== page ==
Finally, the student is given the opportunity to understand that the solutions to development problems cannot be divorced from social, political and cultural considerations which further complicate the process of economic development and the formulation of economic development policy.



Instructor: Office: Phone:

Hours: Any Pareto Optimal Time

Text: Economic Development, by Michael Todaro, 7th edition (required)

The Wall Street Journal (highly recommended)

The Economist (highly recommended)


  1. To introduce students to important problems and issues that pertain to developing countries and the newly industrialized countries.
  2. Through an analysis of these issues, give students the opportunity to explore the interdependence between developing and developed countries.
  3. Apply economics and economic principles to the analysis of growth and development problems.
  4. Consider alternative economic policy approaches that are relevant to the problems of international economic development.



  1. That the student has read the assigned segments of the book before coming to class. Class periods should be utilized to clarify course material and to ask questions of the instructor. They are not meant to be the student's first encounter with the subject matter.
  2. That the student is knowledgeable in current events, particularly those that concern international economic development issues such as trade, poverty, economic growth, foreign investments, population, and the environment. Since this is a US presidential election year, the instructor will use material from the campaigns that are relevant to development issues. The student is responsible for keeping up-to-date with issues particularly as they relate to the economy.
  3. That the student has an adequate grasp of basic algebra and graphical analysis. Students should have no misconceptions about this course - it will be difficult to do well in this course unless you can correctly utilize equations and graphs.
  4. Participation in class discussions whether in the form of questions, answers, or comments is strongly encouraged and will count towards the final grade.
  5. That all assigned work will be submitted on time. No late work will be accepted regardless of the novelty of the excuse. (See the section on "Excuses, Excuses".)
  6. Occasionally, readings will be assigned to supplement the material covered in the textbook and the lectures. Students will be held responsible for all the material covered in the assigned chapters, readings and lectures.


University Studies: Global Perspective

This course is designed to satisfy the three semester hour requirement for a global perspectives course in the university studies program. As such, it seeks to provide students taking this course the opportunity to achieve the following outcomes:

  1. understand the role of the world citizen and the responsibility world citizens share for their common global future.
  2. describe and analyze social, economic, political, spiritual or environmental elements that influence the relations between living beings and their environments or between societies.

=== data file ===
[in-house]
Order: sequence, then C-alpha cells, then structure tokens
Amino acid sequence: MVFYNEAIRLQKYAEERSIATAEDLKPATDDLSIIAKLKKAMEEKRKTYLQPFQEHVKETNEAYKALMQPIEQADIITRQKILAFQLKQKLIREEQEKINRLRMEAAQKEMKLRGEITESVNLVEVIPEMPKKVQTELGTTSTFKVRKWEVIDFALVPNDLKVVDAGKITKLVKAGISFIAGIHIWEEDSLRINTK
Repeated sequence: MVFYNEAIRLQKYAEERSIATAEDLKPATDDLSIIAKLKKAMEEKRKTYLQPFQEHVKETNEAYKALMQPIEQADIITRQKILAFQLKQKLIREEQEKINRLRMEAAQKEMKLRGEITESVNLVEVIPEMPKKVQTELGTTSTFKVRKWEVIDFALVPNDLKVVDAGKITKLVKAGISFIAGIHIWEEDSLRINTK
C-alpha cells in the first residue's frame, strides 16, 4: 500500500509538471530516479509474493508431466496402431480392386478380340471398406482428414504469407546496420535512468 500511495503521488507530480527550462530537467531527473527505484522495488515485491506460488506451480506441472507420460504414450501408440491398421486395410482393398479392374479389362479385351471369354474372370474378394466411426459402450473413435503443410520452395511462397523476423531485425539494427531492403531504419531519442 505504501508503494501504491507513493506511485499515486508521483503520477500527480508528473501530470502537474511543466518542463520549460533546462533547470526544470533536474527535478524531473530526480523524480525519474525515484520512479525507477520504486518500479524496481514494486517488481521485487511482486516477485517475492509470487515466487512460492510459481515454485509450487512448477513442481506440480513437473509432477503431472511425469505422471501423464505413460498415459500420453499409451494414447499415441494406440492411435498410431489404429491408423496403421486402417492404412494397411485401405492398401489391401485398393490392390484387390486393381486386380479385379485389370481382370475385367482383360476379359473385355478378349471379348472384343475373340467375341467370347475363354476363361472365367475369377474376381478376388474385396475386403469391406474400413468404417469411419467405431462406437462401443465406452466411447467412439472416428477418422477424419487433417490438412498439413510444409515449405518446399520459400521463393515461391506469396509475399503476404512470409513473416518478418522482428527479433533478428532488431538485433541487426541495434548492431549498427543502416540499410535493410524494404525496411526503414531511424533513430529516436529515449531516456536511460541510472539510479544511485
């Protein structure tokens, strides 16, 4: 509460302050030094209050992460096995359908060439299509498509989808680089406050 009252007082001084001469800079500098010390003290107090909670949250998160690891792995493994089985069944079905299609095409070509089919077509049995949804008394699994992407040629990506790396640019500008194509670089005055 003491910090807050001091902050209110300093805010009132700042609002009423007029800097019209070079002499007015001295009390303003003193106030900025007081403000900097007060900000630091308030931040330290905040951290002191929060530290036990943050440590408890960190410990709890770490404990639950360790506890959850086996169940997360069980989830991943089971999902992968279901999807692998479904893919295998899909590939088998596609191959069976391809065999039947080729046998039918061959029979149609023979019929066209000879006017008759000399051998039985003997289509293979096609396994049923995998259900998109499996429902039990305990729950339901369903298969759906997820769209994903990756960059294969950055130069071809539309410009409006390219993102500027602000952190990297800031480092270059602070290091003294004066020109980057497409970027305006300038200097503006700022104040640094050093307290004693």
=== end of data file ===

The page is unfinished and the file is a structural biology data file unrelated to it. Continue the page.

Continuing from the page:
3. Identify and analyze specific global issues, illustrating the social, economic, political, spiritual, or environmental differences that may affect their resolution.

Test Dates: September, October, November, December

Make-up Test: December


Make-up Test Policy:

No student, for whatever reason, will be allowed to take a regularly scheduled test earlier or later than the above-mentioned times. Please do not even bother to ask for an exemption from this rule. Instead, any student who misses a test may take the make-up test. However, a student may make-up for only one test. The make-up test will be comprehensive and will be the same regardless of which periodic test you miss. The make-up test may not replace any earlier test in which a student did poorly. Furthermore, a student's presence at the beginning of a regularly scheduled test signifies that the test will count towards that student's final grade.


Final Exam:

There will be no early or late final exams given. The final exam will be comprehensive.


Academic Honesty:

Academic dishonesty will not be tolerated. In accordance with the university’s policy, anyone caught cheating on a test or an assignment will receive an automatic grade of "F" for the course. Plagiarism, claiming someone else's work as one's own, will also result in an automatic grade of "F" for the course. The university may add its own penalty.


Grading: 3 Periodic Tests - 55% A 90 - 100

Final Exam - 25% B 80 - 89

Attendance and C 76 - 79

Class Participation - 5% D 70 - 75

Projects (2) - 15% F 00 - 69


Extra Credit Work: I turn down all requests to do extra credit work.



I. Introduction - The Data of International Economic Development

The study of international economic development starts with socio-economic data as well as a description of the major economic and political institutions in developing countries. This is important because many of the assumptions that a student may have about economies and societies, while applicable to the developed world, may not necessarily apply to third world countries. In addition, a look at the data gives the student an idea of the gaps that separate the first and the third world, and the problems that developing countries. In this section, the student also has the opportunity to look at commonalities among third world countries.


Chapter 1 - Economics, Institutions, and Development: A Global Perspective (a)

Chapter 2 - Diverse Structures and Common Characteristics of Developing Nations (a,b)

II. Competing Theories of Development